Last week, we explored how the heart of all thresholds is the immediacy of choice.
In waking life and in our dreaming life, we are offered doors, choices, thresholds in many different ways. But the most important part is our choice around them.
I was thinking about my kid’s college graduation a few weeks back and what an important threshold it has been for them and for us as a family. Not just the fact of their accomplishments but also the weekend of the actual ceremony.
I loved how Sam moved through the weekend – celebrating in their own way. Loved how they even did the ceremony in their own way, a way that worked for them.
It made me think of my own graduation from my undergrad years. For me, I made a different choice about how to mark my graduation – which was to not “walk”, to not even attend commencement. When my name was called during the ceremony, I was nowhere near the place.
It was a choice for me and, honestly, not a great one. I did not mark the threshold, did not allow anyone – including myself – the opportunity to celebrate, to listen to too long speeches, to cheer at the end, to take pictures in my robes. I just ignored it.
Which is something I had learned as a way to survive, as a way to avoid being hurt.
Our ways of learning how to survive, our ways of dealing with trauma often can blind us to what we need around a threshold moment or time or blind us to even being at a threshold.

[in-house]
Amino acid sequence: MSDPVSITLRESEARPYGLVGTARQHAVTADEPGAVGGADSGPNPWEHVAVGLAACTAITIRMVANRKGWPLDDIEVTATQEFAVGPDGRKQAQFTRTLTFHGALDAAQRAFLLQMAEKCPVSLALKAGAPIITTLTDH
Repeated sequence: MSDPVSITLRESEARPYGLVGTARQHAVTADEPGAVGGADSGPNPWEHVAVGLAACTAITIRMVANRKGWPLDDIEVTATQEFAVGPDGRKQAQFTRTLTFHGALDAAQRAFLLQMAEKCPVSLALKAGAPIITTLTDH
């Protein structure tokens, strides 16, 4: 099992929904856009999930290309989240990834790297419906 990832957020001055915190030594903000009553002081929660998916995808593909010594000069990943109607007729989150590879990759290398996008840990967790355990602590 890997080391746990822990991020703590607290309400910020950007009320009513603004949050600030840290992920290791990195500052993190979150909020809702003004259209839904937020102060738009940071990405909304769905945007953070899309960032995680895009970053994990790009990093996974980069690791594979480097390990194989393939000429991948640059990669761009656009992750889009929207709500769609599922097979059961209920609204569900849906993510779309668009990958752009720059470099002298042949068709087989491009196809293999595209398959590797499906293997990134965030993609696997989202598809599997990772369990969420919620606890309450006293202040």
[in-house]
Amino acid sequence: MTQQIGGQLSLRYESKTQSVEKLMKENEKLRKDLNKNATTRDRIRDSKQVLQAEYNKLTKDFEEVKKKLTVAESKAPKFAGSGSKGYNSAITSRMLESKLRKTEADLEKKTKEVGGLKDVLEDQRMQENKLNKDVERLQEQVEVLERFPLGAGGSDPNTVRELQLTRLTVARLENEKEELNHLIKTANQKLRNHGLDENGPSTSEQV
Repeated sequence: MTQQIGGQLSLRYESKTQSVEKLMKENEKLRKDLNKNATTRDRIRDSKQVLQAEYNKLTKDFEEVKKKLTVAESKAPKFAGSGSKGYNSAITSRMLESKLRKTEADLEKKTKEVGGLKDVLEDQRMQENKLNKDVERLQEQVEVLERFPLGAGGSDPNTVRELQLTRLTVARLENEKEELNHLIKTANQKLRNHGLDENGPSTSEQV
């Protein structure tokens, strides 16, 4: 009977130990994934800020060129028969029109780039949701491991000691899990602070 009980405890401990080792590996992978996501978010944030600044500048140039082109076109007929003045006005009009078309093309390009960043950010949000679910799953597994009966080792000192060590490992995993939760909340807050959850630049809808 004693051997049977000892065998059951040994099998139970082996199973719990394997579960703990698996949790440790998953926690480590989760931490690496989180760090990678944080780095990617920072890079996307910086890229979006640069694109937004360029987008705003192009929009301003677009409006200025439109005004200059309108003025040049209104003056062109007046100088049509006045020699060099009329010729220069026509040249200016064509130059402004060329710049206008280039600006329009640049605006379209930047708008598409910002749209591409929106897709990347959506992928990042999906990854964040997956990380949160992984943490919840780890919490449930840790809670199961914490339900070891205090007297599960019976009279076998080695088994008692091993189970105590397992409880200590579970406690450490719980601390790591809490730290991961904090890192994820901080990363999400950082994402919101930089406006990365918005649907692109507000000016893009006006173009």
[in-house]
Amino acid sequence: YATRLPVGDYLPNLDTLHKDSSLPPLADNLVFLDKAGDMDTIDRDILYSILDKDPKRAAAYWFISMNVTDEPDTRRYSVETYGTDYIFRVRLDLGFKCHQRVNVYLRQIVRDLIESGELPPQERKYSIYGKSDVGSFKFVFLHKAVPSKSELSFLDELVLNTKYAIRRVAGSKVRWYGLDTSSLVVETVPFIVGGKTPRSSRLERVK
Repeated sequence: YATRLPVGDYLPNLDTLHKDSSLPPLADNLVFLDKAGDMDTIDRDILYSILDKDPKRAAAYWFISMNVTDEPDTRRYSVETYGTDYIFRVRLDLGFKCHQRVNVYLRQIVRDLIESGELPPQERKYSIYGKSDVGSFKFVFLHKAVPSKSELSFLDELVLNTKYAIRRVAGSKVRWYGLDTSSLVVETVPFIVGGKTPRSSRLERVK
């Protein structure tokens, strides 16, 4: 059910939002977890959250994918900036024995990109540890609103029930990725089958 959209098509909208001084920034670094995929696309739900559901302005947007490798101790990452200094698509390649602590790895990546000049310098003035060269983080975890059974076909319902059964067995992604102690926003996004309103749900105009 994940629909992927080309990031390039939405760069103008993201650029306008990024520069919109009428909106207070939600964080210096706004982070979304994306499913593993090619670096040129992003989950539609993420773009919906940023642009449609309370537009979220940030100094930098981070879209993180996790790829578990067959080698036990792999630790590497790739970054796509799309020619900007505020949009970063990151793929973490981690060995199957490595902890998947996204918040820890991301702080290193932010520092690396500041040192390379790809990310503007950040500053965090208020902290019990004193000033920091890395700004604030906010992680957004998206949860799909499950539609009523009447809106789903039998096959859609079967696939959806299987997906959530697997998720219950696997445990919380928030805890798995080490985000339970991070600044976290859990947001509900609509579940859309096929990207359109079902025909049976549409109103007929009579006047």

Which is why our dreams want to show us not just the thresholds of our lives – large and small – but also to show us our choices around them.
Trauma and our learned ways of survival from trauma do deeply affect the way we meet and make choices with threshold moments in our lives. Especially if we have trauma around threshold moments.
Which is, quite frankly, often the case.
Here is one of the reasons I did not attend my own college graduation. When I graduated, my parents were many years divorced but were still actively angry with each other – and using us kids as a way to have their battles. For my graduation, my mother told me she would not come if my father was invited and would, in fact, be devastated if I did invite him. Threatened to stop speaking to me. My father told me he would not come if my mother was going to make a scene and that I would have to do certain things to make it comfortable for him before he would even consider coming.
It went back and forth and it became terribly clear to me that commencement was just another battleground for them. Just another excuse to be in a fight. It was not about my graduation at all.
It was terribly clear that it was repeating the same pattern that had been repeated for all the years of my childhood. That I would be emotionally punished no matter what I tried to do.
So, I choose not to go, not to have any celebration.
Threshold moments often stir up unsettled feelings, unsafe situations that have gone dormant, places for things to implode or explode.